People will now be able to use Facebook to find missing children, as the social networking giant is updating its news feeds to include Amber Alerts.

The initiative began Tuesday as part of a collaboration with the National Center for Missing & Exploited Children and will have location-based alerts pop up in timelines of Facebook users who are close to the search area, according to USA Today.

The Amber Alert System was started in 1996 in Dallas and was named after 9-year-old Amber Hagerman, who was kidnapped almost 20 years ago while riding her bicycle in Arlington, Texas, and then murdered. Broadcasters and police in the area have since been working together to get the public to help find abducted or missing kids.

Emily Vacher, trust and safety manager for Facebook security and former FBI agent, said the website will deliver photographs and other forms of information to help find kids. Users won't have to sign up to the program, and alerts will be delivered automatically.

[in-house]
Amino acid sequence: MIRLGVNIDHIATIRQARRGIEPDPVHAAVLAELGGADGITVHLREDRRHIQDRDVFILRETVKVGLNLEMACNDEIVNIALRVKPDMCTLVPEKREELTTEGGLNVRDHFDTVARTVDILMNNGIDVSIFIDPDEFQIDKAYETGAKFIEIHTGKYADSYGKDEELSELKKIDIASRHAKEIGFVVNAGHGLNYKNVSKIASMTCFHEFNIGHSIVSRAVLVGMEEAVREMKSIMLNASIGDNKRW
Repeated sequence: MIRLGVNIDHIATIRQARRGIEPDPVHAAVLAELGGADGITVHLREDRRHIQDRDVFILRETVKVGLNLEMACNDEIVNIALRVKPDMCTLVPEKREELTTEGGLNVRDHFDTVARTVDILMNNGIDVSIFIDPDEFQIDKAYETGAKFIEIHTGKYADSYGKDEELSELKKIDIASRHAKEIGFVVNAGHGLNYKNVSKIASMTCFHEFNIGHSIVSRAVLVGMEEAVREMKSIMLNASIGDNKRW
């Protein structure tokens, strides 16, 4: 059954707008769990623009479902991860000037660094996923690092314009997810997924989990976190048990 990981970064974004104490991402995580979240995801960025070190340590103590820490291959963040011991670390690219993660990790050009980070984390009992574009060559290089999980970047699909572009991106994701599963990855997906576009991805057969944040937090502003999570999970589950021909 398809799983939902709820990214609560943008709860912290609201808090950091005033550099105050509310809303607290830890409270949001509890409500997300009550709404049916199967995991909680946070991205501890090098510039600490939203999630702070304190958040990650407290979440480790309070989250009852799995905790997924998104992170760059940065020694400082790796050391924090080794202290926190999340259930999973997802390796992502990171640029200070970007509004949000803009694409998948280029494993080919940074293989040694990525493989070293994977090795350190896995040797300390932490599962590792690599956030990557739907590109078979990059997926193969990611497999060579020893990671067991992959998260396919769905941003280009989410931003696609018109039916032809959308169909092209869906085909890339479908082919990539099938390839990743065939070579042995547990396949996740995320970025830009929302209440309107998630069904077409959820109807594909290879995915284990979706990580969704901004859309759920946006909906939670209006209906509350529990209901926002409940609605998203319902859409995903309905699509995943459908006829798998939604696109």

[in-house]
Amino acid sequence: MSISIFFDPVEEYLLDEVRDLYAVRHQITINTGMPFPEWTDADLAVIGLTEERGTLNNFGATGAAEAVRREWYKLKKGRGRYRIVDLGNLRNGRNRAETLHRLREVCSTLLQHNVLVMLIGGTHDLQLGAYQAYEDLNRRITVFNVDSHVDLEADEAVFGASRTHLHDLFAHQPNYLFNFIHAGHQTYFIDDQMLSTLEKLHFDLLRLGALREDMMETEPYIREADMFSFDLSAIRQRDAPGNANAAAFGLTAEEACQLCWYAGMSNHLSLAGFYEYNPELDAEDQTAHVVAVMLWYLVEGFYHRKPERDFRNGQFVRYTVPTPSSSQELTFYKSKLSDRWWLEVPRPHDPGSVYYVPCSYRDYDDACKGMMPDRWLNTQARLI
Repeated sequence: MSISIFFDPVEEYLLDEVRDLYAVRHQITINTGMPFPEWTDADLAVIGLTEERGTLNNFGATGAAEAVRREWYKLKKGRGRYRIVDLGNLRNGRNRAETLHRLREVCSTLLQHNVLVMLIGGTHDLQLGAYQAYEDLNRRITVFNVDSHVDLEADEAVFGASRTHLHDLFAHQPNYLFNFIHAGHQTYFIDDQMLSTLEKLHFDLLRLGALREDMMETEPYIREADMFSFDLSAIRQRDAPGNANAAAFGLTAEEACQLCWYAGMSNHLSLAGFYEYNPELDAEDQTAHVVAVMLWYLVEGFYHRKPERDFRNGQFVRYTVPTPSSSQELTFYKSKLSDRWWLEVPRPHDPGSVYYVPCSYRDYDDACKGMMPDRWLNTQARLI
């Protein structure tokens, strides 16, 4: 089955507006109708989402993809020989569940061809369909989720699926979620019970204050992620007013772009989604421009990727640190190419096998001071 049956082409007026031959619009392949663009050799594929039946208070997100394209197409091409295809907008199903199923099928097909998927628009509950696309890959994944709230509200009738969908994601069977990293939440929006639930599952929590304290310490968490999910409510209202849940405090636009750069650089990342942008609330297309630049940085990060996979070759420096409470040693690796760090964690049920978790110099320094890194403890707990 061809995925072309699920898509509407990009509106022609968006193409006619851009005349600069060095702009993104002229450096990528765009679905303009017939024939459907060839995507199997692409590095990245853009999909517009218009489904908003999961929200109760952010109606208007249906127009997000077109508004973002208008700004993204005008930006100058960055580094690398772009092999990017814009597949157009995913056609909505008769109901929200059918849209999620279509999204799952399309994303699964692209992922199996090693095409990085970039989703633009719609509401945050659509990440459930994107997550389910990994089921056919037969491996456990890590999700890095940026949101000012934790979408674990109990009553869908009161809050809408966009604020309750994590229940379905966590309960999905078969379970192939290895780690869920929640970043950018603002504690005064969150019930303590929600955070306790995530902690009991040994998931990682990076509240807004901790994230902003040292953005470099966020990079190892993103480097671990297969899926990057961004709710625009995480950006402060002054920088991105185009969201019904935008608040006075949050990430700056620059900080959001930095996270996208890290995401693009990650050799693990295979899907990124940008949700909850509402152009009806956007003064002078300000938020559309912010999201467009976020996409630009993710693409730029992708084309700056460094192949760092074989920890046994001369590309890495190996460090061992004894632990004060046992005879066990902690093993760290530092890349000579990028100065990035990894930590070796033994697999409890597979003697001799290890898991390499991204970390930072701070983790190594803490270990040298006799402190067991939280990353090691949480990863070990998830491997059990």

"If you see an Amber Alert delivered, it means you are actually in a position to be able to help," Vacher said, adding that U.S.-based users are likely to see one to two alerts each year. "The best chance of finding a child comes when the right information gets to the people at the right time."

She added that Facebook has long served as a tool for sharing information about missing people, which was the new service's inspiration, The Huffington Post reported.

"What we did was really just amplify what was already happening," Vacher said.

Facebook making Amber Alerts available on smartphones and computers gives the alert a new route for helping children, with previous outlets including television, radio and highway signs. These alerts have saved 723 kids since their creation, according to the Office of Justice Programs.